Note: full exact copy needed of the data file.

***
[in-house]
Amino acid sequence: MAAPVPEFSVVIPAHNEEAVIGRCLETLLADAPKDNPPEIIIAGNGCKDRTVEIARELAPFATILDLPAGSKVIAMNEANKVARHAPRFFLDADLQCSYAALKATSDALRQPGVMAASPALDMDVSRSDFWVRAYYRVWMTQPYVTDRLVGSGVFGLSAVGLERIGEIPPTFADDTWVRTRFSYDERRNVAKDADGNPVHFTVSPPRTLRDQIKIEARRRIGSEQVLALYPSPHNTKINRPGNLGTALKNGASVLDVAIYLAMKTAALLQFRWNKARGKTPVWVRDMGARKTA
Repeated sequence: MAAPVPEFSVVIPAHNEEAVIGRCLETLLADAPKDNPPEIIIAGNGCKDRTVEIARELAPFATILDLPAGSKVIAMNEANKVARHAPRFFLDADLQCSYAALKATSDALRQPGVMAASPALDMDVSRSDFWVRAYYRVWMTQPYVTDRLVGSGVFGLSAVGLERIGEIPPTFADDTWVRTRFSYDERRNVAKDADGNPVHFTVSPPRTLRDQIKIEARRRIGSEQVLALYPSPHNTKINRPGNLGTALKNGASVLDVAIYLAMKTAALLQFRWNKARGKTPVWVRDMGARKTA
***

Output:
[in-house]
Amino acid sequence: MAAPVPEFSVVIPAHNEEAVIGRCLETLLADAPKDNPPEIIIAGNGCKDRTVEIARELAPFATILDLPAGSKVIAMNEANKVARHAPRFFLDADLQCSYAALKATSDALRQPGVMAASPALDMDVSRSDFWVRAYYRVWMTQPYVTDRLVGSGVFGLSAVGLERIGEIPPTFADDTWVRTRFSYDERRNVAKDADGNPVHFTVSPPRTLRDQIKIEARRRIGSEQVLALYPSPHNTKINRPGNLGTALKNGASVLDVAIYLAMKTAALLQFRWNKARGKTPVWVRDMGARKTA
Repeated sequence: MAAPVPEFSVVIPAHNEEAVIGRCLETLLADAPKDNPPEIIIAGNGCKDRTVEIARELAPFATILDLPAGSKVIAMNEANKVARHAPRFFLDADLQCSYAALKATSDALRQPGVMAASPALDMDVSRSDFWVRAYYRVWMTQPYVTDRLVGSGVFGLSAVGLERIGEIPPTFADDTWVRTRFSYDERRNVAKDADGNPVHFTVSPPRTLRDQIKIEARRRIGSEQVLALYPSPHNTKINRPGNLGTALKNGASVLDVAIYLAMKTAALLQFRWNKARGKTPVWVRDMGARKTA